Raspberry ketones work in two ways for a possible weight loss effect. They increase the metabolism by increasing the release of a hormone called norepinephrine. When I think of norepinephrine I think what would happen to me if I were being chased by a bear. My heart rate speeds up and I may even have some palpitations, there’s a good chance I’ll be running the fastest I ever have. My body is going to release some glucose into my blood to give me more energy so I can outrun this bear. I’m sure that I will feel nervous, hot and that I’ll be panting for air even after I stop running. I would imagine that at this point I would not be hankering for food because my focus is to stay alive causing my appetite to be suppressed. My vision may become blurry and I may feel the need to throw up or even feel nauseous. I may also have difficulty falling asleep after my run-in with the bear.
Read Full Post >
Let’s face reality. As much as doctors and pharmacists will tell you there are risks in taking diet pills and the effects they could have on your health, people take them anyway. What I do believe in is the power of knowledge and educating yourself before taking any chances. Let’s take a look at three pretty popular diet aids and how they compare to each other: Acai, Hoodia, and Raspberry Ketones, the newest craze.
Raspberry Ketones were recently discussed on the Dr. Oz show and hours later pharmacies were getting calls from patients. “Where can I get it, is it safe?” Well I can tell you that not many pharmacies or stores carry this product yet. It’s believed that raspberry ketones help burn fat by increasing the release of norepinephrine in your body. This causes the body’s temperature to rise and in doing this increases the body’s metabolism. Increased norepinephrine could causes an increase in blood pressure and heart rate. Currently most of the raspberry ketone studies conducted were done in mice and we don’t have much to go on for how this will affect humans.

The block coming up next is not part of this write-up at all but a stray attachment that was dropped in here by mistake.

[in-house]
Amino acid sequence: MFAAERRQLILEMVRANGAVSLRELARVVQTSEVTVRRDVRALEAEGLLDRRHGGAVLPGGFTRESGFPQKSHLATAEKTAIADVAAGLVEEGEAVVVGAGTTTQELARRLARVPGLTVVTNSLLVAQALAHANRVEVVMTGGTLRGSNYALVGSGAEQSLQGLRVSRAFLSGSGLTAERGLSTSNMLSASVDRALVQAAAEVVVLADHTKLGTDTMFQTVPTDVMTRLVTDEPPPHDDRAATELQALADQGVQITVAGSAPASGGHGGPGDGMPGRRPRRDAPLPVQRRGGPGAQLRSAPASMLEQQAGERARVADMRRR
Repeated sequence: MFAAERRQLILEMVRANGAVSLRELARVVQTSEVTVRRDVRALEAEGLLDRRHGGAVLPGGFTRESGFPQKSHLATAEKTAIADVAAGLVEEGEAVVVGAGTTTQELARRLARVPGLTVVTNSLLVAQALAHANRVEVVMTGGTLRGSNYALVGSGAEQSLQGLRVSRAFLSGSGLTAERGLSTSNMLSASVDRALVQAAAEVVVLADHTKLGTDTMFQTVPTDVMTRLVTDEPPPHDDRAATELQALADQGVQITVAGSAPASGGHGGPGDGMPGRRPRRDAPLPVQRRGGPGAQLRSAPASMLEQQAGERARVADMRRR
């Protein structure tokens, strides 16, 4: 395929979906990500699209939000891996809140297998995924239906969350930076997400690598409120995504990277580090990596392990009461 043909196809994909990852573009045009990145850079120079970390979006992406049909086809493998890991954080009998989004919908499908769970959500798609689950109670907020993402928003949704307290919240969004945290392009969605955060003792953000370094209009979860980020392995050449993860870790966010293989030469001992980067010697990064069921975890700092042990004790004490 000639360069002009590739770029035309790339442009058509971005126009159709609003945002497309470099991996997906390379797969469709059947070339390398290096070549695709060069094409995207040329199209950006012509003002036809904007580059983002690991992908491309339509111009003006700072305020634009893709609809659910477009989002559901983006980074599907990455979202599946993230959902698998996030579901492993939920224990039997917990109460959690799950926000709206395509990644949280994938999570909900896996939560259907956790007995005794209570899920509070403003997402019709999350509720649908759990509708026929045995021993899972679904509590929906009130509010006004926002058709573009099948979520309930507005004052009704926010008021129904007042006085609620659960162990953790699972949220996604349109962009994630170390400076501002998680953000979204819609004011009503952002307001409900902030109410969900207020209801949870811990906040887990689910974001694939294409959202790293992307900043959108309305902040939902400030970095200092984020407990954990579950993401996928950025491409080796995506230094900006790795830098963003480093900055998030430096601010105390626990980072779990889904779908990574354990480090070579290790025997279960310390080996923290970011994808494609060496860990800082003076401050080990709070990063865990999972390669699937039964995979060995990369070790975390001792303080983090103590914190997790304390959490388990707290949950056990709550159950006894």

Hoodia is derived from a plant located in Southern Africa called hoodia gordonii. Commercially you can buy it in capsules, tablets, chocolate chews, and a variety of other forms. There are numerous websites selling hoodia, but because the products are not regulated by the FDA it’s possible you won’t be getting any of what you paid for.
There are few studies to support the effectiveness of hoodia. Pfizer was looking to enter the diet pill market and developed a molecule called P57, which was very similar to hoodia, but in 2003 decided to discontinue their research and give the rights to the other company they were working with, called Phytopharm.
Read Full Post >